ATHENS (Reuters) - Greece offered to ferry humanitarian aid to the Palestinian Authority on Sunday after banning a pro-Palestinian flotilla bound for Gaza from departing from its ports and arresting the captain of one of the boats.
The convoy of cargo and passenger boats carrying volunteers from countries including the United States, Canada, France and Spain was due to depart at least a week ago.
In a telephone call with Palestinian President Mahmoud Abbas on Sunday, Greek Prime Minister George Papandreou offered to ferry the humanitarian aid, mainly food and medicines, to Gaza in cooperation with the United Nations.
“President Mahmoud Abbas considered the proposal positive and expressed his support,” said a statement by the prime minister’s office. There might be additional aid from Greece in addition to the supplies that would have gone on the flotilla.
Just over a year after nine activists were killed when Israeli marines stormed another pro-Palestinian flotilla, Greek authorities said on Friday that ships destined for Gaza were prohibited from leaving Greek ports -- even though they would be sailing into international waters.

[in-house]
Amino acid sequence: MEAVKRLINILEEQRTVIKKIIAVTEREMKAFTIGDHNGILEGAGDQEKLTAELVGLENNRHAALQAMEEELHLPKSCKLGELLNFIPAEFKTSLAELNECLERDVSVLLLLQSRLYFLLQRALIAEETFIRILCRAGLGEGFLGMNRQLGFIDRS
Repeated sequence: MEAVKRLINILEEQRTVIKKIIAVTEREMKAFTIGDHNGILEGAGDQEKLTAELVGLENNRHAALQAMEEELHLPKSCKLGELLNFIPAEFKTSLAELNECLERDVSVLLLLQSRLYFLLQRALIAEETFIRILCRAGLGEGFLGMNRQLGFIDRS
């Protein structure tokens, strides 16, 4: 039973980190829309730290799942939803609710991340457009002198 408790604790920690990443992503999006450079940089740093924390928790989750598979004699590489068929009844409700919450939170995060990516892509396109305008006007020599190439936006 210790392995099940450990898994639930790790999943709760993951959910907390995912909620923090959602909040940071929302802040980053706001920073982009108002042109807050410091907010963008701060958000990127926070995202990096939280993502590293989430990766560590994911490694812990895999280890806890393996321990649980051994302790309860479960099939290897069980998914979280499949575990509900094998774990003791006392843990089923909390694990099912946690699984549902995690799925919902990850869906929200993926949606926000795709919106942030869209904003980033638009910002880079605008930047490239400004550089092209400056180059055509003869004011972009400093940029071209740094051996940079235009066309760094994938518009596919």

Greece offered no formal justification for the move.
In a separate statement released on Sunday, Greece’s Foreign Ministry said the Greek ban was imposed because of safety concerns and in line with a U.N. request and EU recommendations.
At the United Nations in New York, the “Quartet” of Middle East peace negotiators had issued a statement saying such flotillas should be discouraged.
The ministry reiterated Greece’s view that Israel’s blockade of Gaza should be lifted and humanitarian conditions in the area improved.
“Greece reiterates its willingness and proposes to undertake the task of transporting the humanitarian aid, with Greek vessels or other appropriate means, through the existing channels as requested by the secretary-general of the United Nations,” it said.
Israel says its blockade of Gaza is aimed at stopping weapons from reaching the enclave’s rulers, Hamas -- an Islamist group that is branded a terrorist organization by the West.
A boat ferrying mostly American activists, “The Audacity of Hope,” tried to leave Perama port near Piraeus on Saturday.
It was turned back by the Greek coastguard, which said the captain, John Klusmire, 60, had been arrested and would appear before a court on Tuesday to face felony charges.
Greek coastguard spokesman George Economou said the U.S. captain had been arrested for having no permission to sail and for exposing passengers to possible danger. “The captain will appear before an investigator on Tuesday,” he said.
In a news briefing on Saturday, organizers accused the Greek government of being forced to impose the ban because the U.S. government did not want the flotilla to set sail.
Organizers said 10 ships including “The Audacity of Hope,” with around 350 volunteers, were ready to take part.
But most vessels were blocked in ports in Crete, Corfu or Athens, and Twitter updates from journalists who had planned to join the trip suggested some were leaving out of frustration.
Reporting by Angeliki Koutantou, editing by Peter Millership